D5100: The Cons

After an evening of playing around with the Nikon D5100, I do believe it’s a very capable camera. I took a couple of pictures outside about half an hour before sunset and it handled most lighting conditions competently. It even did macro without a tripod reasonable well. The built-in HDR mode is fast enough to do scenery handheld with reasonable sharpness, and the selective color effect lets you choose up to 3 colors to sample.

There are a few nuances I’m still not sold on however, converting from Pentax. The first is lens quality. The kit 18-55 lens is a remarkable piece of optical engineering in that they built vibration reduction into their cheapest lens. It works pretty well, as I saw with my macro shots at 55mm. Usually before dusk, I have to either crank up ISO or use a tripod to get any decent pictures. Kudos to Nikon for managing to implement it, but I’m not thrilled with the shortcuts they took to get there. The overall construction of the lens feels plastic-y, the action of the zoom ring doesn’t have the smooth feel of a metal cylinder. They even made the lens mount plastic, which probably won’t affect anything in the grand scheme of things but doesn’t inspire a feeling of quality. With a 5-year warranty though, I’m not too worried. It’ll be Nikon’s bill if this lens doesn’t hold up.

The one thing they did really well though was their silent wave motor autofocus mechanism. The difference in noise level between it and a regular DC motor AF mechanism is like the difference between… hmm… a cell phone vibrating on a wooden table, and a cell phone vibrating on carpeting. It’s also reasonable fast, and the D5100 is pretty accurate in most cases. It’ll lock on and focus onto its target in one continuous action, instead of the “BRSHHHHT. Click, click. *chirp*!” I was used to with my Tamron super-zoom lens.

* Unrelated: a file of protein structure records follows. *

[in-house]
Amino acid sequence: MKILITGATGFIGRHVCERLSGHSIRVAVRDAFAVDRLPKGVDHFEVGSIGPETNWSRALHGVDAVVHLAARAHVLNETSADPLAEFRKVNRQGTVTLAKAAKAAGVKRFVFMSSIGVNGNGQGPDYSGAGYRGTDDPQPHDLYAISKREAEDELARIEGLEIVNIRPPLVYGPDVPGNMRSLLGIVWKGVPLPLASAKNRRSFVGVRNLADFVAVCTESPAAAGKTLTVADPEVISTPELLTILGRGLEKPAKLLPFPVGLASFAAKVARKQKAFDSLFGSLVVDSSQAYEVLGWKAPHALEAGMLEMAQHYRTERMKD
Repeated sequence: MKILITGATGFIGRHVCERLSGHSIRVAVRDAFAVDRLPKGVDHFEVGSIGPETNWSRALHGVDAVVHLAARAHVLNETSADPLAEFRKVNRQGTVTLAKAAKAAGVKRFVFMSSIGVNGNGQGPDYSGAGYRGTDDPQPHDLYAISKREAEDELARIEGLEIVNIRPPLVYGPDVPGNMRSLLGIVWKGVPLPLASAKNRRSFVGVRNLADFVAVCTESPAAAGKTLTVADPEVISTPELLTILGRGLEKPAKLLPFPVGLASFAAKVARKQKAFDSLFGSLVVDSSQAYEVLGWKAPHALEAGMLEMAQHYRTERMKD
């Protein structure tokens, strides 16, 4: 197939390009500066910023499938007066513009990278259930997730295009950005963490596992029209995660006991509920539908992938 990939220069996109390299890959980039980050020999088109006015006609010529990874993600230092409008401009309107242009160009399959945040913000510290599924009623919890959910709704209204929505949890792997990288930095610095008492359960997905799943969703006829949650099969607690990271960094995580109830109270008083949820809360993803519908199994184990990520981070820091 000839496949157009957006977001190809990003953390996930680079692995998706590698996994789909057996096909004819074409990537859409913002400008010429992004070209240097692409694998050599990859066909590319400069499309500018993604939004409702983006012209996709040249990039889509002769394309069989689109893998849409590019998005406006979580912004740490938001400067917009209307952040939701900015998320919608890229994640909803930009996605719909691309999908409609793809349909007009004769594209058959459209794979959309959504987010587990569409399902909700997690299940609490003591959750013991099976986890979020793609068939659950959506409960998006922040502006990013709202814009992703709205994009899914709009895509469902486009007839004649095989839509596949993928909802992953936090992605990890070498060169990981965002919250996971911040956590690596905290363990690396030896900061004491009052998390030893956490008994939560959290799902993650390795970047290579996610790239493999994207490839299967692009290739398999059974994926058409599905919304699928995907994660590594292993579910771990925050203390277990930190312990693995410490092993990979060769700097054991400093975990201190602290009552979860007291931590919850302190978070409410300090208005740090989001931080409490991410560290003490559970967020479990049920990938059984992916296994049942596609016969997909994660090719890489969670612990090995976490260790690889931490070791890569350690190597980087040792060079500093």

Item two that I’m slightly dismayed with is the Nikkor focus mechanic. When you zoom in at an object, the lens elongates, but does not rotate. This is good. When you focus on an object, the end of the lens will rotate as the internal lens assemblies fine tune themselves. This is bad, because if you use certain attachments (ex. graduated filters), the effect is direction dependent. It also means you’re stuck using circular lens hoods, which i find ugly. I much prefer the “flower” style lens hood, where you have plastic petals arranged on four sides. Much more minimalistic, looks a lot less like a delinquent dog. And potentially helps counter vignetting at wider angles.

My last gripe with Nikon is their use of a custom accessory port. It’s about the size of a mini FireWire connector with 8 contacts. While this is great for things like GPS modules which need to pass data, it’s not so great because you’re stuck buying proprietary Nikon gear for things like remote camera triggers. Or you could be like me and just buy one from a third party website that ships from Singapore for 85% less money than an official Nikon MC-DC2 remote. Even if it breaks after a few uses, it won’t be much of a loss. My greatest disappointment was not being able to use my computer mouse remote trigger with it.

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